Selective labeling of serotonin receptors by d-[3H]lysergic acid diethylamide in calf caudate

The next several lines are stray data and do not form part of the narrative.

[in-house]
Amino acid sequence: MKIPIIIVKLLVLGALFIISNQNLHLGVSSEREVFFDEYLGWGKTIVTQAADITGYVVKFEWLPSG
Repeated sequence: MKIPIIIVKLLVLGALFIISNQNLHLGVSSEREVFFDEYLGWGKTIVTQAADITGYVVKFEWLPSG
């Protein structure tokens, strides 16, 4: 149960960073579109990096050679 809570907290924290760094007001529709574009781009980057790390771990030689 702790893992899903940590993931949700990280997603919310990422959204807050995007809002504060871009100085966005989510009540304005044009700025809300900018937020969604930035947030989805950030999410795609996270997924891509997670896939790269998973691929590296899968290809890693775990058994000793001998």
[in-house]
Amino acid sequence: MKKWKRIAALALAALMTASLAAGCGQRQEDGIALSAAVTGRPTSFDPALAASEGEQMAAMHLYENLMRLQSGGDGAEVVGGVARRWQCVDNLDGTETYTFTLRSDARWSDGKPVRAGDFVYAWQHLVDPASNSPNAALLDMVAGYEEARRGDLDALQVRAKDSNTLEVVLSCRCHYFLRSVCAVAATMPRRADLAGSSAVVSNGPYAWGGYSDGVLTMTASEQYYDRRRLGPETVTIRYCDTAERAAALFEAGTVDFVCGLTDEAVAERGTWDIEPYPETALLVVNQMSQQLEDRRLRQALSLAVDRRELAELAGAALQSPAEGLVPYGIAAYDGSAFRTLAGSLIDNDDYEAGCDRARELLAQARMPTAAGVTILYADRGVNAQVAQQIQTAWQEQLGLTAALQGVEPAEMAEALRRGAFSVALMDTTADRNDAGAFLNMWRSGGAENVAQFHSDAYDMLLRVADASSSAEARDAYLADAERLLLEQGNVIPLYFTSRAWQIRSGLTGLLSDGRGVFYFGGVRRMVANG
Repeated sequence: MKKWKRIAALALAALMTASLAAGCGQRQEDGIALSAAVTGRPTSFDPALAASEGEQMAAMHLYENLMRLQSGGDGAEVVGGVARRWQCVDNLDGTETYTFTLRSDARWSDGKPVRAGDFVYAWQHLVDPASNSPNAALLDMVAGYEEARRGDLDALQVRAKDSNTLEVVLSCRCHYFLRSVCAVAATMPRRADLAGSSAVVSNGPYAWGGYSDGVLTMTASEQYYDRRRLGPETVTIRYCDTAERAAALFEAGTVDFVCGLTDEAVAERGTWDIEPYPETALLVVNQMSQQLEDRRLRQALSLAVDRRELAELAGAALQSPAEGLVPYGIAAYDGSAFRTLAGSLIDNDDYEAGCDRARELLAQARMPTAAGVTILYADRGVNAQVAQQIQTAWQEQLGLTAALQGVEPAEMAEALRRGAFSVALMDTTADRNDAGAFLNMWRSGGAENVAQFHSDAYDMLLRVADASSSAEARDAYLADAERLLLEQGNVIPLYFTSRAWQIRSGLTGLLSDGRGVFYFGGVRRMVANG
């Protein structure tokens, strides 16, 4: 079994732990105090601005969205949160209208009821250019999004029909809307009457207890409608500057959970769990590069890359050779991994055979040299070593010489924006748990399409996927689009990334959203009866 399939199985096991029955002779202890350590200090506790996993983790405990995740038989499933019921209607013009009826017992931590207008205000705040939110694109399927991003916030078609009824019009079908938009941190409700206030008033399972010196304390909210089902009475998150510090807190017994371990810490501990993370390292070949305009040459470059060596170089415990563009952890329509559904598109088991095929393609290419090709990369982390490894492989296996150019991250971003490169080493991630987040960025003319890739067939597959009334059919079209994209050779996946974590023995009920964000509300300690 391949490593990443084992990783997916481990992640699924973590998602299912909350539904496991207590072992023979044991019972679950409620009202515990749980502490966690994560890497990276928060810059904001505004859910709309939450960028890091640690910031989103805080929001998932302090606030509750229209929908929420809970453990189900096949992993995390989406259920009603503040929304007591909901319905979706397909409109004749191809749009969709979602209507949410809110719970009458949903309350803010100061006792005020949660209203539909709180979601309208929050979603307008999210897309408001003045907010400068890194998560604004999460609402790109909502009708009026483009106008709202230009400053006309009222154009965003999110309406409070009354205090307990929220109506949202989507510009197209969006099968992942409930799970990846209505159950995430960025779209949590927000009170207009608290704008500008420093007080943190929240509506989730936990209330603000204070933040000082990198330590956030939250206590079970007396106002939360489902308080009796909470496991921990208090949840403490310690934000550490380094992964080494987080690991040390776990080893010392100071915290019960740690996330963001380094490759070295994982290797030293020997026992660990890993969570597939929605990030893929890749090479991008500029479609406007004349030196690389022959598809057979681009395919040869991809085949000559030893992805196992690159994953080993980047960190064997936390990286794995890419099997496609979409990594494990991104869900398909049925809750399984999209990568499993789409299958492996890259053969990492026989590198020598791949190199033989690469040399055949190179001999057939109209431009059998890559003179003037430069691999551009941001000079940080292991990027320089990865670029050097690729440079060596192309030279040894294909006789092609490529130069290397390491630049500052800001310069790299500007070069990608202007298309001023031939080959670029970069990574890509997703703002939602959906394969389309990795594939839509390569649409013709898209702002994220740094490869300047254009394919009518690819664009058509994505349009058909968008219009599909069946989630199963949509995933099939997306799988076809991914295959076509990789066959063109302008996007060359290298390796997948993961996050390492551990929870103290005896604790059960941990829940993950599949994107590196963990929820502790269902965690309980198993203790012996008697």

Since it was known that d-lysergic acid diethylamide (LSD) affected catecholaminergic as well as serotoninergic neurons, the objective in this study was to enhance the selectivity of [3H]LSD binding to serotonin receptors in vitro by using crude homogenates of calf caudate. In the presence of a combination of 50 nM each of phentolamine (added to preclude the binding of [3H]LSD to alpha-adrenoceptors), apomorphine, and spiperone (added to preclude the binding of [3H]LSD to dopamine receptors), it was found by Scatchard analysis that the total number of [3H]LSD sites went down to 300 fmol/mg, compared to 1100 fmol/mg in the absence of the catecholamine-blocking drugs. The IC50 values (concentrations to inhibit binding by 50%) for various drugs were tested on the binding of [3H]LSD in the presence of 50 nM each of apomorphine (A), phentolamine (P) and spiperone (S). With this combination, the IC50 for serotonin was 35 nM (compared to 1000 nM without it), indicating that [3H]LSD had become considerably more selectively displaceable by serotonin under these conditions whereas the effects of norepinephrine and dopamine on [3H]LSD binding were eliminated. Various ergots had approximately equal IC50 values against [3H]serotonin and [3H]LSD but tryptamines were much more selective against [3H]serotonin; the data may indicate the existence of the two types of serotonin receptors.



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